Michael Cohen

With the stock market on track for worst year since 2008, who’s to blame?

In nearly two years of lots of political upheaval, this week felt especially chaotic.

Special Counsel Mueller investigation seems to be nearing its conclusion, and Trump’s former National Security Advisor Michael Flynn may have been accused of treason by a federal judge.


Trump’s personal lawyer Michael Cohen is going to jail for three years, and the government is about to shut down over a high-stakes game of political chess over the President’s desired $5 billion in border wall funding.

The Federal Reserve moved ahead with rate increases, and President Trump announced he’s pulling troops out of Syria, despite counsel otherwise from all of America’s top brass and amidst criticism from congressional Republicans and prominent GOP commentators.


General Mattis, Secretary of Defense, resigned and long-embroiled Secretary of the Interior Ryan Zinke is also on his way out, plus Chief of Staff John Kelly said his adieus.

All this turbulence politically, both here and abroad, and the markets certainly reacted. We see constant movement of the figures, and this state certainly isn’t healthy for most people working in the industry. Will it change in the near future? Not likely, it is how the politics work at the moment.

By all accounts, it was a brutal week on Wall Street as stocks fell again on Friday, following a very rough week of losses. The NASDAQ is back in a bear market, and stocks are on track for the worst December since the Great Depression. All three major indexes are on price for their worst year since 2008.


CNN Business reports:

“President Trump took full ownership of the stock market boom. That unusual strategy is backfiring now that markets are crumbling.”

We have to wonder what Trump’s plan is now, especially with Nancy Pelosi getting ready to take back the mantle of power in Congress and thwart the President at every turn.

Turning Point of Donald Trump’s Presidency


Donald Trump has been leading the United States for almost two years, even though nobody expected him to win at the US elections. Some are happy to have Trump as the president, but many are “stuck” with him, and they cannot wait to see his back. So far, his presidency has been tumultuous, but the next week or two are going to be the turning point. After the upcoming weeks, we are going to know the course for the remaining months with Trump as the leader.

First of all, on Monday, the jury in former Trump campaign chairman Paul Manafort’s trial will enter the third day of deliberation. This case is about Manafort’s relationship with the Ukrainian government before he became the head of Trump’s campaign on the presidential election. We also have to point out that former FBI chief Robert Mueller led the investigation about the special counsel probe and Russian interference in the 2016 elections and Manafort’s trial grew out of it. If Manafort were to be convicted, it would provide momentum for the special counsel’s office in advance of the release of Muelle’s report on his investigation. In case that he walks free, he is going to be tried in Washington on similar charges and POTUS will have more reasons to push his “witch hunt” story as true.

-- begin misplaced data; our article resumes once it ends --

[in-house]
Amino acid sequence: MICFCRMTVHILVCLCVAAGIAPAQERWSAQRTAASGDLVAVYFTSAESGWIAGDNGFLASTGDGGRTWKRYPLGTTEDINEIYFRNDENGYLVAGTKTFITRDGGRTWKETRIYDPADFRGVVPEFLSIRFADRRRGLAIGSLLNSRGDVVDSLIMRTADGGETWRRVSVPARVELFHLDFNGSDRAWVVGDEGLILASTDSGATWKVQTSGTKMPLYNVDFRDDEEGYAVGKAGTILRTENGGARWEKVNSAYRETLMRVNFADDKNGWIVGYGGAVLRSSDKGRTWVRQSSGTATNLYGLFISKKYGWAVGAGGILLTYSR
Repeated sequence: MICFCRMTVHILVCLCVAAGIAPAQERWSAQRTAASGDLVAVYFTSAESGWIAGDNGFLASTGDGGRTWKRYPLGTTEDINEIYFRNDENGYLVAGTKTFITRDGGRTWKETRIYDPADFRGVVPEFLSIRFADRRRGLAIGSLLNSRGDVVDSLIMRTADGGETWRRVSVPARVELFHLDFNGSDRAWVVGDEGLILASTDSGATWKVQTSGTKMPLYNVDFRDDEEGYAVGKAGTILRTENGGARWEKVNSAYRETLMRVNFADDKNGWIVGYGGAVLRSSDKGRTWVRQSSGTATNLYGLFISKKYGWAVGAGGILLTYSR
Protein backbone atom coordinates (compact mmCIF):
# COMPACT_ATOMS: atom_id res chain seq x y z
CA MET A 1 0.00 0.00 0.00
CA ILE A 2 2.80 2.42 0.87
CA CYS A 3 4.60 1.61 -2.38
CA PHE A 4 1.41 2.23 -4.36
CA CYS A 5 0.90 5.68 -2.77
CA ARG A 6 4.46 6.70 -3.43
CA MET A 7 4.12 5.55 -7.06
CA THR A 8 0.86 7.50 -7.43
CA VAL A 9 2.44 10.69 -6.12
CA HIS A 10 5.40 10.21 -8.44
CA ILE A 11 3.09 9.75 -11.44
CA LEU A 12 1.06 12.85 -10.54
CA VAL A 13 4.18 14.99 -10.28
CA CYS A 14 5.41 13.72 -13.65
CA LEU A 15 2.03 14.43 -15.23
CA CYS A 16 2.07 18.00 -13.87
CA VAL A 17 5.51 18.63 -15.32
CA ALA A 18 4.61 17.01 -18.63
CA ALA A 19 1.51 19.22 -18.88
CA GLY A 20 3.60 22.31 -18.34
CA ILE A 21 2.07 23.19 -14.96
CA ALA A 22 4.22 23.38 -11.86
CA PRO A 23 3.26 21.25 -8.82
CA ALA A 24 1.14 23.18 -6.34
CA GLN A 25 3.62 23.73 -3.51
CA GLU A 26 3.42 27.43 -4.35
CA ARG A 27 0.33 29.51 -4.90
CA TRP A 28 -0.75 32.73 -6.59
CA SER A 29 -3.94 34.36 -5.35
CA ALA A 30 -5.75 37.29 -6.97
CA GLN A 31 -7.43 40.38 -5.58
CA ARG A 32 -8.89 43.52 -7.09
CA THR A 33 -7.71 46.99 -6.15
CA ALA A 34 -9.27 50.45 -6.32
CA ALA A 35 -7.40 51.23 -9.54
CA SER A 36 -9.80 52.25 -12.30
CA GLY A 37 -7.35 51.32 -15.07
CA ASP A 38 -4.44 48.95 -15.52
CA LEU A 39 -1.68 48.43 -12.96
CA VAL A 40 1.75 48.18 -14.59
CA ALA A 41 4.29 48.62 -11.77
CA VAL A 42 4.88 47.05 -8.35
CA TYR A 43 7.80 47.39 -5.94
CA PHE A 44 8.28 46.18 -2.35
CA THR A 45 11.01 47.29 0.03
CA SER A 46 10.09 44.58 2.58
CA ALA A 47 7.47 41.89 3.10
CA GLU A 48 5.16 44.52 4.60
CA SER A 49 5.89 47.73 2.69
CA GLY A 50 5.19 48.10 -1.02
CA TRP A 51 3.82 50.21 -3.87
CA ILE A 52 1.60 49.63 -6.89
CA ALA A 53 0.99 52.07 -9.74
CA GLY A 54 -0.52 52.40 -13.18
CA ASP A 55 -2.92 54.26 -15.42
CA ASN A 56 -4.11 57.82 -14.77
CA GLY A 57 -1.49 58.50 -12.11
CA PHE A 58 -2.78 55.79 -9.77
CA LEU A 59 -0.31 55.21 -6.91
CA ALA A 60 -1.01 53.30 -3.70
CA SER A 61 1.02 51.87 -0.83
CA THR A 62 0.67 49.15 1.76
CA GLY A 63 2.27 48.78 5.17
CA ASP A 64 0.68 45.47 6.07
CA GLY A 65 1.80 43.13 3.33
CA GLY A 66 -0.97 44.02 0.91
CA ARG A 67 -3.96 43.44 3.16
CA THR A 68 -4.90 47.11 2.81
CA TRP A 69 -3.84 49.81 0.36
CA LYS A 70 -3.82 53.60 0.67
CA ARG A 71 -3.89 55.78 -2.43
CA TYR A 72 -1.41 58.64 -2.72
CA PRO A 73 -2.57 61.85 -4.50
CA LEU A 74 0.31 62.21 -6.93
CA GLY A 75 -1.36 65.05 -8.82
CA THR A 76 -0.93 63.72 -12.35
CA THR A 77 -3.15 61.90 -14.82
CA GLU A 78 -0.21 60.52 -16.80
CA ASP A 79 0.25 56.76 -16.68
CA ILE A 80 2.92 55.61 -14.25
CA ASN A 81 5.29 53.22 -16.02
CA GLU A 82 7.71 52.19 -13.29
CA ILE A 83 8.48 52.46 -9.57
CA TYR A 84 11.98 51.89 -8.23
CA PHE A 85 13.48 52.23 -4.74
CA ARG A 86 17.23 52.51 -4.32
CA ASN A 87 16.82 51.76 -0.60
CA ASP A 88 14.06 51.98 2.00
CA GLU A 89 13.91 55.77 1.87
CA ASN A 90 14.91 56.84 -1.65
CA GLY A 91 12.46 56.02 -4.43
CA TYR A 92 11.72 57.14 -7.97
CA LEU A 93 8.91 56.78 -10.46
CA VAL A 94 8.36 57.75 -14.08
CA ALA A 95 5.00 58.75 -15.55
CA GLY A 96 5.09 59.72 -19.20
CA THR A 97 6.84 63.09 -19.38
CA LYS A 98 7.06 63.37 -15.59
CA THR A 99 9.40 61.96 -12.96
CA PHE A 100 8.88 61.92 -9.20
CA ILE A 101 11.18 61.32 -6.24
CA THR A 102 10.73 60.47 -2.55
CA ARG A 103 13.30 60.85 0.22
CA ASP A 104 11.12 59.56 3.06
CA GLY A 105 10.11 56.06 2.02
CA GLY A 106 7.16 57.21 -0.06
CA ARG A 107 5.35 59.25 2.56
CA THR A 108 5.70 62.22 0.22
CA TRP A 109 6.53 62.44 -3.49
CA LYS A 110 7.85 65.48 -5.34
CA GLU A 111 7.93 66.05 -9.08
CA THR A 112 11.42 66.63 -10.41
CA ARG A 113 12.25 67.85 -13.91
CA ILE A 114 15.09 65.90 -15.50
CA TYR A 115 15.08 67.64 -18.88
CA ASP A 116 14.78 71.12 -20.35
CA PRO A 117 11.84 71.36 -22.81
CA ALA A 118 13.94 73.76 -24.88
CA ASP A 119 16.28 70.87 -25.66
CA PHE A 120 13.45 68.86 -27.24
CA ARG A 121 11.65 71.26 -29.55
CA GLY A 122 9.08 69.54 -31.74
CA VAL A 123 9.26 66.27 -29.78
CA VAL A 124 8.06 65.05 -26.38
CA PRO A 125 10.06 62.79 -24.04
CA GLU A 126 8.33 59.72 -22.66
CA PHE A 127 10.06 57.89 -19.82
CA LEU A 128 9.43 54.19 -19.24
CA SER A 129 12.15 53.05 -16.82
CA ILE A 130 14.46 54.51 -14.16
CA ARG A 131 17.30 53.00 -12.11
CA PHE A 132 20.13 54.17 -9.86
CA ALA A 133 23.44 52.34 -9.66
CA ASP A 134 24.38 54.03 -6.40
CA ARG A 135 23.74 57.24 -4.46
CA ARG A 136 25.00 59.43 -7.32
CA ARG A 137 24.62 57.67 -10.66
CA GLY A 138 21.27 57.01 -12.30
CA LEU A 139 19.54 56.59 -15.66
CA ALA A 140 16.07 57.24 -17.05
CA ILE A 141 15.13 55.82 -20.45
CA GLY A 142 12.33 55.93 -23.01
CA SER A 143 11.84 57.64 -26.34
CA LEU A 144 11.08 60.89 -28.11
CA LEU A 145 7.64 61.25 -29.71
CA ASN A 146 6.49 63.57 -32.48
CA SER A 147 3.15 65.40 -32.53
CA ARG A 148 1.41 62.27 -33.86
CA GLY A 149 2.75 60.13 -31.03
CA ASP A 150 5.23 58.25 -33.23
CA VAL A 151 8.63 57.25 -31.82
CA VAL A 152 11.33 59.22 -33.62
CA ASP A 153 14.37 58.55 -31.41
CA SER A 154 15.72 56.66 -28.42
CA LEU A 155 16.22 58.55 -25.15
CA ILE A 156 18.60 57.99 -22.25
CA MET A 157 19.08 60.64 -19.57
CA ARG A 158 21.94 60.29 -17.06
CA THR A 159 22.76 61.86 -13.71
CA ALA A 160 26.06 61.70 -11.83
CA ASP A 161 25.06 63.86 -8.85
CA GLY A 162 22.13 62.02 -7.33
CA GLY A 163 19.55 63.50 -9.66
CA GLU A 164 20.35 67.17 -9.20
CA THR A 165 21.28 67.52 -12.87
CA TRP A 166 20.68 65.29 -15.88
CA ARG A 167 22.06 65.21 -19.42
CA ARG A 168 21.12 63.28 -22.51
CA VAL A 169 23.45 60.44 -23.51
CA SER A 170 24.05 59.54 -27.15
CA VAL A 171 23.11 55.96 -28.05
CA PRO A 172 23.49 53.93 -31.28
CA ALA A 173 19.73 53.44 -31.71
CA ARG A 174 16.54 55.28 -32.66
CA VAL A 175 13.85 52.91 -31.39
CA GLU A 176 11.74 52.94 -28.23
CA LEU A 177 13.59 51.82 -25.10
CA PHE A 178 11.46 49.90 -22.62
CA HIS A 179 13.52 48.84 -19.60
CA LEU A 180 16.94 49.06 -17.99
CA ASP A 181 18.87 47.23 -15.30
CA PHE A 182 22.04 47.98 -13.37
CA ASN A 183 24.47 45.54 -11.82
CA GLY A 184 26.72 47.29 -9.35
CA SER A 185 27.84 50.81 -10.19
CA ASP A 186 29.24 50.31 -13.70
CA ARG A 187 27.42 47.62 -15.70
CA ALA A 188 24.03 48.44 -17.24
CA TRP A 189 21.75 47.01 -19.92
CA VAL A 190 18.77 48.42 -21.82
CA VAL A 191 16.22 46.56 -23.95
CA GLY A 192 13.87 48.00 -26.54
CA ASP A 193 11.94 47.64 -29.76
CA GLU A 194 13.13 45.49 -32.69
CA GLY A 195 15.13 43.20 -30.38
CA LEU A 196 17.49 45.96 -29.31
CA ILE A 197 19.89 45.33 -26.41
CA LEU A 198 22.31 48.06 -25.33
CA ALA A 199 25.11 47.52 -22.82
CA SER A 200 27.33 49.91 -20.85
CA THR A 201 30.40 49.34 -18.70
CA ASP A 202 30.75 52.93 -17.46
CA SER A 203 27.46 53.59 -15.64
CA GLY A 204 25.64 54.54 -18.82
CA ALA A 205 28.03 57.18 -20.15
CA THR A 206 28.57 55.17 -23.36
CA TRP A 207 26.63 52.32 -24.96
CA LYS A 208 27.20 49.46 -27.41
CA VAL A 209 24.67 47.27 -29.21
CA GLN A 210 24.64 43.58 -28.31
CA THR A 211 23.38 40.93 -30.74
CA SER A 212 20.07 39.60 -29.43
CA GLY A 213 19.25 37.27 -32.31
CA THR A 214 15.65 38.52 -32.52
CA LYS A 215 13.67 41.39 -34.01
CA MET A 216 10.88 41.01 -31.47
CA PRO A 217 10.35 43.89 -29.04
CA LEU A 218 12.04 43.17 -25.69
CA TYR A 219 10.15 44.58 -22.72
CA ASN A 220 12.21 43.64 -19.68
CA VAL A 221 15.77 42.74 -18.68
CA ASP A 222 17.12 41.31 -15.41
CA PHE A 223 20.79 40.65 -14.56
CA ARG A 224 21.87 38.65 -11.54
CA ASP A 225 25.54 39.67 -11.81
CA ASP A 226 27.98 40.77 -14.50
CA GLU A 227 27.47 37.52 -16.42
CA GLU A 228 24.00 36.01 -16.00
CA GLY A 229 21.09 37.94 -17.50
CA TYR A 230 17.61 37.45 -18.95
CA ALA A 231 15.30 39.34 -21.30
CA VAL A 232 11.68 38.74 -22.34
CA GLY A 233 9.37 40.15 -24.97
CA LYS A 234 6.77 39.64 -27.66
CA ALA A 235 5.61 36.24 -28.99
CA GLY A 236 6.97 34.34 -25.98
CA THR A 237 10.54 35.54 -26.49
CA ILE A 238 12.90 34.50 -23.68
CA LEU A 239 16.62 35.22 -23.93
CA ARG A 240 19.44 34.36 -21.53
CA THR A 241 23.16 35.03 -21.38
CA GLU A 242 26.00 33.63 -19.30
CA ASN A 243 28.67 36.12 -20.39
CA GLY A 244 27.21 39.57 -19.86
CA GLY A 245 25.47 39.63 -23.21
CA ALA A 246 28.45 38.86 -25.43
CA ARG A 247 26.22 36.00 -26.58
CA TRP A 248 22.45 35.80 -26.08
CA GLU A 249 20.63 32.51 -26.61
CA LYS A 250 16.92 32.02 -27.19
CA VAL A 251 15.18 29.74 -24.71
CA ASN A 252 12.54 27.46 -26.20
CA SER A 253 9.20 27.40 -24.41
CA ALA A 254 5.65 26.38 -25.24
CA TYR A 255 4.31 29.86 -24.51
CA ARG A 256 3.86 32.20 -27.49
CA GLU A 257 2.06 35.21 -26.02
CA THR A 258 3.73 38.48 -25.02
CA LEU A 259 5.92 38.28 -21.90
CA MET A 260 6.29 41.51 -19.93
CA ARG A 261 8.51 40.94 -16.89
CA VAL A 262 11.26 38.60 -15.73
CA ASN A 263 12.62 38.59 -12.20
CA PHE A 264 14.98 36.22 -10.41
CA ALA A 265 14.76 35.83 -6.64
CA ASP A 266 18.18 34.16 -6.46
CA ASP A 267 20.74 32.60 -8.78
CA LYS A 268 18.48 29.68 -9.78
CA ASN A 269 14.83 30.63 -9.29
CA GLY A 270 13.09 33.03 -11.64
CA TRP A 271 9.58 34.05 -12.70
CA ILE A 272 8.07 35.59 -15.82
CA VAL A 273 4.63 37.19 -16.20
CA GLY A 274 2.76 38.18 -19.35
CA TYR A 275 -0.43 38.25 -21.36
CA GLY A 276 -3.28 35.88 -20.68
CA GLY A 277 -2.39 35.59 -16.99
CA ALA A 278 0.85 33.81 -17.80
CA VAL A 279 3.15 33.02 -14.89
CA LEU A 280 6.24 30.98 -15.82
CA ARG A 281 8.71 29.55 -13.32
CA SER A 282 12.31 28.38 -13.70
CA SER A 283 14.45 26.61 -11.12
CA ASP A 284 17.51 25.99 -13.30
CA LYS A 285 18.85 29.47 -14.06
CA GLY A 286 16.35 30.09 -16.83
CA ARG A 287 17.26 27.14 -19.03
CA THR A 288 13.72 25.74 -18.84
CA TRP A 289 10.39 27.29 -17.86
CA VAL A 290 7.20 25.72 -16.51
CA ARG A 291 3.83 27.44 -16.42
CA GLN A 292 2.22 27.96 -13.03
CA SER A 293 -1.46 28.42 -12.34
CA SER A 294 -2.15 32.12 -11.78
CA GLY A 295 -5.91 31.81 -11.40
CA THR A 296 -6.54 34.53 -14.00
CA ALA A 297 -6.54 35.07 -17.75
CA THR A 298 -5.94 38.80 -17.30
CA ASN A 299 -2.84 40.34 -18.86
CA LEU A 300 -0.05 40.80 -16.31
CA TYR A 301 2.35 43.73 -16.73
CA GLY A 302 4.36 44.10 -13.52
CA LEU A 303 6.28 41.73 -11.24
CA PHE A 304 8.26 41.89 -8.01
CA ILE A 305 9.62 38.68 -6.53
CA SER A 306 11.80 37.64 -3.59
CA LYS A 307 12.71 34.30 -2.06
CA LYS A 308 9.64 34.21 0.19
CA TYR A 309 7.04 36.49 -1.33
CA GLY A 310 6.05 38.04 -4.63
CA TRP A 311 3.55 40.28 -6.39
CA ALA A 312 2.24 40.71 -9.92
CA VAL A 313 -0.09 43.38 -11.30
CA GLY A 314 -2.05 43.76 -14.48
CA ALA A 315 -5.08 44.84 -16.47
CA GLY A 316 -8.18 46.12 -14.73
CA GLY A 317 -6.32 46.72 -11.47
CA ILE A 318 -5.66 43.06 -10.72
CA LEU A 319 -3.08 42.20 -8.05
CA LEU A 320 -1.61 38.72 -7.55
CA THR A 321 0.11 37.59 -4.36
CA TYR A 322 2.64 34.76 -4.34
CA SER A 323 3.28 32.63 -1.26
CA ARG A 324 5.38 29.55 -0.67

image source: wbur.org

Secondly, according to various reports, federal prosecutors are prepping charges against former Trump personal attorney Michael Cohen who has been connected to several suspicious bank loans and who potentially violated campaign finance rules. Cohen has also been involved with the payoffs he made to women that accused Trump of having an affair with them.

“My wife, my daughter, and my son have my first loyalty and always will,” Cohen told ABC News’ George Stephanopoulos in early July. “I put family and country first.” Earlier this month, sources close to Cohen told CNN that Cohen wanted to testify to Mueller that Donald Trump knew about the meeting that took place in June 2016 between Donald Trump Jr. and the other Trump campaign leaders and several Russians. However, the current president has negated such claims.

Thirdly, we are entering the final stages of protected negotiations between Trump’s legal team and special counsel’s office about whether Trump and Mueller should meet, with the president being the one answering questions. Trump’s lawyer Rudi Giuliani said that Mueller’s investigators “have taken 2-3 weeks to get back to us, so what I have to tell you is, look, I am not going to be rushed into having him testify so that he gets trapped into perjury.” So far it is unknown whether Trump will meet with Mueller, but soon we will learn what the decision is.

image source: kiplinger.com

All of these events are interwoven, and one could alter the others. For instance, if Manafort is found not guilty, it will only strengthen Trump’s position, and he will find no reason to sit down with Mueller and accidentally disclose something that shouldn’t be out in the open. Even with Cohen’s plea, the president wouldn’t have reasons to talk to Mueller. On the other hand, if Manafort is found guilty, then Cohen is charged and cuts a plea agreement with the special counsel’s office. In this case, POTUS would be under pressure to talk to Mueller because otherwise, people would think that he is hiding something even if he doesn’t.

And throughout all this, Trump kept tweeting. There were some usual tweets, one of which was: “Disgraced and discredited Bob Mueller and his whole group of Angry Democrat Thugs spent over 30 hours with the White House Counsel, only with my approval, for purposes of transparency.” So far we had words and assumptions. In the upcoming weeks, we will see action and those actions could have major or minor consequences on Trump’s presidency and policy.